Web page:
Global cybercrime costs about $114 billion annually—plus another $274 billion to allow for the costs of staff time to try to track and fix the damage done, says Randy Romes, principal of information security at CliftonLarsonAllen.
“Cybercrime costs the world significantly more that the global black market in marijuana, cocaine, and heroin combined,” Romes says, “which is estimated at $288 billion.
"Hackers tend to go for the easy money, and members are much easier targets than credit unions," he continues. “In instances of cybercrime, the weakest link is the end user."
Romes cited a 2013 research report from TrustWave that showed nearly 62% of illegal intrusions in 2012 were done by exploiting applications submitted remotely.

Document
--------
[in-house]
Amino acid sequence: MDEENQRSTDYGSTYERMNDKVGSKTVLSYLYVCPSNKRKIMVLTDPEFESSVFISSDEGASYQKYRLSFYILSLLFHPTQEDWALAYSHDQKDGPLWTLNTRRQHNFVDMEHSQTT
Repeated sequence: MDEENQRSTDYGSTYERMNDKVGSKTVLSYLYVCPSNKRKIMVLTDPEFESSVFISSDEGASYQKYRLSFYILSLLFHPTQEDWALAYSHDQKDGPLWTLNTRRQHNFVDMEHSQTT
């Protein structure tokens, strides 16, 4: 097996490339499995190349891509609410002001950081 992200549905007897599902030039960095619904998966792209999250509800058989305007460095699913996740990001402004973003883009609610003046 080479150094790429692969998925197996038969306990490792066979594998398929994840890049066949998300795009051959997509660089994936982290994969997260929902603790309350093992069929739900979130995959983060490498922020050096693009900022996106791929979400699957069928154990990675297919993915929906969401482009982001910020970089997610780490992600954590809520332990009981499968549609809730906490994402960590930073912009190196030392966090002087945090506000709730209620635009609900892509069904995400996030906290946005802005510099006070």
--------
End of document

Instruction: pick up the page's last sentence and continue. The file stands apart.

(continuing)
Once cybercriminals find their way into computer systems, 80% of the internal propagation is the result of weak administrative credentials. After they’ve obtained access, it takes 1.5 years on average for hackers to be detected, according to TrustWave.
“The research shows that most of the compromised systems were managed by third parties: 63% were managed by third parties and 37% were managed in-house,” Romes says.
He has seen a sharp increase in losses due to "social engineering," which he defines as the use of nontechnical attacks to gain information or access to technical systems. This often is done with pretexting phone calls or unauthorized entry into a building.
“The best defense against social engineering,” Romes says, “is to constantly create awareness among staff to the types of threats they might be subject to.”